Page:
In contrast to monitors, most printers use cyan magenta, yellow and black (CMYK) values to describe colors, and are said to operate in the CMYK color space. Since the CMYK values are also device-dependent, colors printed on any given printer will probably not match colors printed on a different printer for the same CMYK value.

Different devices also have different color capabilities. Every rendering device, such as a printer or monitor, has a limited range of colors, i.e. a gamut, that it can reproduce. Those skilled in the art will recognize that color display monitors tend to be able to produce a wider range of lighter colors whereas color printers tend to be able to produce a wider range of darker colors. Consequently, the gamut for a color display monitor is different from the gamut for a color printer. As a result, some colors displayed on display monitors cannot be reproduced on color printers and vice versa.

In recent years, device-independent paradigms for the characterization of color information in an image processing system have been developed and are being implemented. ColorSync, developed by Apple Computer and KCMS, developed by Eastman Kodak Co., are examples of systems or components supporting a device-independent color paradigm. This paradigm is based upon a characterization of the image pixel data or digits in a device-independent color space, e.g. CIE L*a*b* or CIE XYZ, using a color management system. Device digits are defined as independently specifiable pixel values which control how a device renders color. For example, a four color printer would print each pixel having specific device digits corresponding to the CMYK values.

The characterization of a device's image pixel data in device independent color space is commonly codified in a tagged file structure, referred to as a device profile, that accompanies the digital imaging device. A device profile is a digital representation of the relation between device coordinates and a device-independent specification of color. Other types of profiles are device link, color space conversion, abstract or named color profiles. Device link profiles provide a mechanism in which to save and store a series of device profiles and non-device profiles in a concatenated format as long as the series begins and ends with a device profile. Profiles are standardized and further discussed in the International Color Consortium (ICC) Profile Format Specification, Version 3.3, Nov. 11, 1996, page 101. Moreover, non-color spatial information can be included in profiles as disclosed in U.S. patent application Ser. No. 08/709,487 filed Sep. 6, 1996 by Hultgren et al. Both documents are herein incorporated by reference in their entirety for supplemental background information which is non-essential but helpful in appreciating the applications of the present invention.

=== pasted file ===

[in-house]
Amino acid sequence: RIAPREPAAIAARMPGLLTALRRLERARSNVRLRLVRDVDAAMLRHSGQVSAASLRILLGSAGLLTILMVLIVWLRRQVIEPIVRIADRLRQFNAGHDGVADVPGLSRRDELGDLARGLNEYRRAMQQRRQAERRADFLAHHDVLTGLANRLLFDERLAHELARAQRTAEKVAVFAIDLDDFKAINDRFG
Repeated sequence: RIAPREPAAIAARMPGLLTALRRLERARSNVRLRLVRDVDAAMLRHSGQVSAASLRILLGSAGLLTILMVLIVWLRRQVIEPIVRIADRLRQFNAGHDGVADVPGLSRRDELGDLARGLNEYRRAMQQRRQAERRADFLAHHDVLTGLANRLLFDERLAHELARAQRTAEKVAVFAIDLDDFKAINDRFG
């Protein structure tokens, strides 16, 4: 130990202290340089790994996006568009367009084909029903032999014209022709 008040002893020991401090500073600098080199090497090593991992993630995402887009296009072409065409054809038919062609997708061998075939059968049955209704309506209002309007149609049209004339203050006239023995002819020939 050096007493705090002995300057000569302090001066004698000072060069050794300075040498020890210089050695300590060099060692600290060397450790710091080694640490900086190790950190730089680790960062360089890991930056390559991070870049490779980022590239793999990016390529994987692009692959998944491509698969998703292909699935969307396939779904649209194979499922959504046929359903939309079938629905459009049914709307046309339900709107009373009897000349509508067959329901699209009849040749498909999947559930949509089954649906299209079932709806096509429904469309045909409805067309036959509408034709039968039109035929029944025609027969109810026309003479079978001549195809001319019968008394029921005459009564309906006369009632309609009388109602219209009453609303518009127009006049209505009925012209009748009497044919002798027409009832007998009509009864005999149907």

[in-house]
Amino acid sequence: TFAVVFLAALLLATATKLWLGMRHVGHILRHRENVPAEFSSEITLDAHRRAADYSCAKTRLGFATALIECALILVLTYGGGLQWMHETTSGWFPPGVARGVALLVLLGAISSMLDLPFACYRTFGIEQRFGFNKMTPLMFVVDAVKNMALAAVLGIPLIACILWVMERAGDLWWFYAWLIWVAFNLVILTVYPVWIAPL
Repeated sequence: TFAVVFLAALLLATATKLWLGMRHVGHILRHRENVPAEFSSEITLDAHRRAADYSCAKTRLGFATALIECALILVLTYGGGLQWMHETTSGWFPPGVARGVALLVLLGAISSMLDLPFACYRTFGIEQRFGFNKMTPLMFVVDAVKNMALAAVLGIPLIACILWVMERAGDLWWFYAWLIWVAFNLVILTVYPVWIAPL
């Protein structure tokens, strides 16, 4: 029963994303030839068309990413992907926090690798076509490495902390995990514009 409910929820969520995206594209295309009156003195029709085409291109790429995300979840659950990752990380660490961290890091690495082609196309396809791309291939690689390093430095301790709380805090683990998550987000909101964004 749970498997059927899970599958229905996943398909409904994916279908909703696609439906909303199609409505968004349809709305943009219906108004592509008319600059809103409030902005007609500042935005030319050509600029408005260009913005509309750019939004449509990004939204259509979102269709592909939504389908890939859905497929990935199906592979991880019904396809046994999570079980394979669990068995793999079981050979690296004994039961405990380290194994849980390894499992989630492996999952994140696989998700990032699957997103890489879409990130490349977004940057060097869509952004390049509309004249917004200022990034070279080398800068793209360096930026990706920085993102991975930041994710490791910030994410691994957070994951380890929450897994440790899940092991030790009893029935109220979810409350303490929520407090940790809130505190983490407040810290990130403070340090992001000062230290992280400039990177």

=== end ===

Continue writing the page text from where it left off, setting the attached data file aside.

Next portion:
When transferring color information from a 3 dimensional color space, such as L*a*b*, to a 4 dimensional color space, such as CMYK, a one-to-many problem occurs. In other words for an unique set of L*a*b* values, more than one solution set of CMYK values may be available. This problem is well recognized in the industry and addressed by known methods such as under color removal (UCR), gray component replacement (GCR) and under color addition (UCA). These methods and similar processes have been developed by skilled operators with years of crafts experience implemented by a first conversion to the three dimensional color space of CMY and followed by the introduction of the black component (K) in place of some amount of CMY. The final levels of K and CMY are dependent upon the CMY values resultant from the first conversion.

It is a primary object of the present invention to provide a system and method thereto for solving the one-to-many problem described above. This and other objects and advantages of the invention will be apparent from the following detailed description.

SUMMARY OF THE INVENTION

A system and method can generate a singular solution where a color is represented by an unique set of values in a first color space corresponding to more than one set of values which represent the same color in a second color space. One preferred method determines a singular set of colorant values from an N dimensional system for a given set of values from an N minus M dimensional system, 1≦M<N, where a function which describes a transformation from the N dimensional system to the N minus M dimensional system is predefined, and the method includes the steps of: defining a first predetermined error function based on the N minus M dimensional system; defining a second predetermined error function based on the N dimensional system; defining one of the error functions as a primary error function and the other as a secondary error function by applying predetermined weighting functions thereto; combining the primary and secondary error functions; and determining a set of values from the N dimensional system by minimizing the combined error functions.

BRIEF DESCRIPTION OF THE DRAWINGS

The aforementioned aspects and other features of the invention are described in detail in conjunction with the accompanying drawings in which the same reference numerals are used throughout for denoting corresponding elements and wherein: